Recommended feeding and dietary practices to improve infant and maternal nutrition

Recommended feeding and dietary practices to improve infant and maternal nutrition

Optimum dietary practices for children and mothers

This paper identifies a set of recommended feeding and dietary practices to break cycle of poor health and nutrition that passes from generation to generation, and it provides the scientific evidence to support the recommendations.

Its main recommendations, by age group, include:

  • infants 0 to 6 months:
    • initiate breastfeeding within about one hour of birth
    • establish good breastfeeding skills (good positioning and attachment)
    • breastfeed exclusively for about the first six months
    • practice frequent, on-demand feeding, including night feeds
  • breastfed children 6 to 24 months:
    • continue frequent, on-demand breastfeeding, to 24 months and beyond
    • introduce complementary foods beginning around six months of age
    • increase food quantity as the child ages while maintaining frequent breastfeeding
    • increase complementary feeding frequency as the child ages, using a combination of meals and snacks
    • gradually increase food thickness and add variety as the child ages, adapting the diet to the child’s requirements and abilities
    • diversify the diet of both the breastfeeding mother and the child by including fruits, vegetables, fortified foods, and/or animal products to improve quality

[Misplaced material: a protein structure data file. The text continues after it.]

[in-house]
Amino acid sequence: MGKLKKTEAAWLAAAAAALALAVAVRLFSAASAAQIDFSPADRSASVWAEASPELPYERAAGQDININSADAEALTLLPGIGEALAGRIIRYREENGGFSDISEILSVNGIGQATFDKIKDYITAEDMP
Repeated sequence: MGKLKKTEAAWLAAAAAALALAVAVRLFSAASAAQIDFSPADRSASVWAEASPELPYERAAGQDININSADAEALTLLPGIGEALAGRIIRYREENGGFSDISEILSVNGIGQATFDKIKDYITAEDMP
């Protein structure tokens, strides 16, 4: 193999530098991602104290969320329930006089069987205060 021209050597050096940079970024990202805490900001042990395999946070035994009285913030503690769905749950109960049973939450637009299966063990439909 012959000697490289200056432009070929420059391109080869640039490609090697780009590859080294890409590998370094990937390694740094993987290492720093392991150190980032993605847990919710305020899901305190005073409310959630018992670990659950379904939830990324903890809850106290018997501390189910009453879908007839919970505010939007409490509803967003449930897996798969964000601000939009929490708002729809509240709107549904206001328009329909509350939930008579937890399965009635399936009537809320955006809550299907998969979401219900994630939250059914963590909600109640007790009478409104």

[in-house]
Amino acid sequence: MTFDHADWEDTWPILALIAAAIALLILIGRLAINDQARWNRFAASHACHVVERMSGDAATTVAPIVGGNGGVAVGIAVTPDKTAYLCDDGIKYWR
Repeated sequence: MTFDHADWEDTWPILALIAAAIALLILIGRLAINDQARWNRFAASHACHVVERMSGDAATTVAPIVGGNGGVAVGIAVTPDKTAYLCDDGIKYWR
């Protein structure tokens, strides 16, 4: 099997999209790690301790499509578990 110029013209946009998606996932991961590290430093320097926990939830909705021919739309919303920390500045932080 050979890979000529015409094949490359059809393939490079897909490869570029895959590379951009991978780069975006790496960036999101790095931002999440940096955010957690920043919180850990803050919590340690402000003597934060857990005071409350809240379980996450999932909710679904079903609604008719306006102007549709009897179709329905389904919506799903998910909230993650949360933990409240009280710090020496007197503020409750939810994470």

• practice active feeding
    • practice frequent and active feeding during and after illness
    • practice good hygiene and proper food handling
  • adolescent girls (10–19 years) and women of reproductive age:
    • increase food intake, if underweight, to protect adolescent girls’ and women’s health and establish reserves for pregnancy and lactation
    • diversify the diet to improve the quality and micronutrient intake
    • use iodized salt
    • if micronutrient requirements cannot be met through available food sources, supplements containing iron, vitamin A, zinc, and other nutrients may be needed to build stores and improve women’s nutritional status
    • at certain times, such as adolescence, pregnancy or lactation, girls and women have heightened nutritional requirements and should increase food intake and adopt other specific measures

[adapted from author]

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